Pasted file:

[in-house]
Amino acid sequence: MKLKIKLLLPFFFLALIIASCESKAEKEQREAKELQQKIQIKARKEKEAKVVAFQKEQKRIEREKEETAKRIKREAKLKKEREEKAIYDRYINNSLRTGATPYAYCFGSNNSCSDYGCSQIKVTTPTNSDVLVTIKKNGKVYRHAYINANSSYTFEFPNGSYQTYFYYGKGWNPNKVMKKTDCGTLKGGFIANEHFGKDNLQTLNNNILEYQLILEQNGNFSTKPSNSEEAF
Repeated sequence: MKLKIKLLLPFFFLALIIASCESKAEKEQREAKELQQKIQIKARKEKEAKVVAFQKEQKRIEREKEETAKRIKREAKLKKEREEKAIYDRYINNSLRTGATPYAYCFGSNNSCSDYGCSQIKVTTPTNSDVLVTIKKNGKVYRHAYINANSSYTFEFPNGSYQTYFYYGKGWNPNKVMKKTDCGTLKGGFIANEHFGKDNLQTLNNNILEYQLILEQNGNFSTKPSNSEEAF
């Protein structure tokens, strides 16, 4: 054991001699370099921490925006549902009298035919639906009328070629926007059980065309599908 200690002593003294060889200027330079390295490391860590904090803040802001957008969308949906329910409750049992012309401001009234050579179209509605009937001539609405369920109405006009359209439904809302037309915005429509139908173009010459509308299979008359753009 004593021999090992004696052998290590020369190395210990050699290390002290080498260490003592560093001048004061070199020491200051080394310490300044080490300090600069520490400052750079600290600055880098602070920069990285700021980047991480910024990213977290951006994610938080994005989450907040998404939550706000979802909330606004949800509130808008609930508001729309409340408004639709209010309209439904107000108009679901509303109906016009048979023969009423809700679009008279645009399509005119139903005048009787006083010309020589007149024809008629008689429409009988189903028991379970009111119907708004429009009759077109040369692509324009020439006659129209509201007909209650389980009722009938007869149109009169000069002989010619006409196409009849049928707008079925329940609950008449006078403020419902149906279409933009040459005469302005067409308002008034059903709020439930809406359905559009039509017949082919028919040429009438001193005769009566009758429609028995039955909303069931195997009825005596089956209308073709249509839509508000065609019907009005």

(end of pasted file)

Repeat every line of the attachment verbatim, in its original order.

[in-house]
Amino acid sequence: MKLKIKLLLPFFFLALIIASCESKAEKEQREAKELQQKIQIKARKEKEAKVVAFQKEQKRIEREKEETAKRIKREAKLKKEREEKAIYDRYINNSLRTGATPYAYCFGSNNSCSDYGCSQIKVTTPTNSDVLVTIKKNGKVYRHAYINANSSYTFEFPNGSYQTYFYYGKGWNPNKVMKKTDCGTLKGGFIANEHFGKDNLQTLNNNILEYQLILEQNGNFSTKPSNSEEAF
Repeated sequence: MKLKIKLLLPFFFLALIIASCESKAEKEQREAKELQQKIQIKARKEKEAKVVAFQKEQKRIEREKEETAKRIKREAKLKKEREEKAIYDRYINNSLRTGATPYAYCFGSNNSCSDYGCSQIKVTTPTNSDVLVTIKKNGKVYRHAYINANSSYTFEFPNGSYQTYFYYGKGWNPNKVMKKTDCGTLKGGFIANEHFGKDNLQTLNNNILEYQLILEQNGNFSTKPSNSEEAF
């Protein structure tokens, strides 16, 4: 054991001699370099921490925006549902009298035919639906009328070629926007059980065309599908 200690002593003294060889200027330079390295490391860590904090803040802001957008969308949906329910409750049992012309401001009234050579179209509605009937001539609405369920109405006009359209439904809302037309915005429509139908173009010459509308299979008359753009 004593021999090992004696052998290590020369190395210990050699290390002290080498260490003592560093001048004061070199020491200051080394310490300044080490300090600069520490400052750079600290600055880098602070920069990285700021980047991480910024990213977290951006994610938080994005989450907040998404939550706000979802909330606004949800509130808008609930508001729309409340408004639709209010309209439904107000108009679901509303109906016009048979023969009423809700679009008279645009399509005119139903005048009787006083010309020589007149024809008629008689429409009988189903028991379970009111119907708004429009009759077109040369692509324009020439006659129209509201007909209650389980009722009938007869149109009169000069002989010619006409196409009849049928707008079925329940609950008449006078403020419902149906279409933009040459005469302005067409308002008034059903709020439930809406359905559009039509017949082919028919040429009438001193005769009566009758429609028995039955909303069931195997009825005596089956209308073709249509839509508000065609019907009005």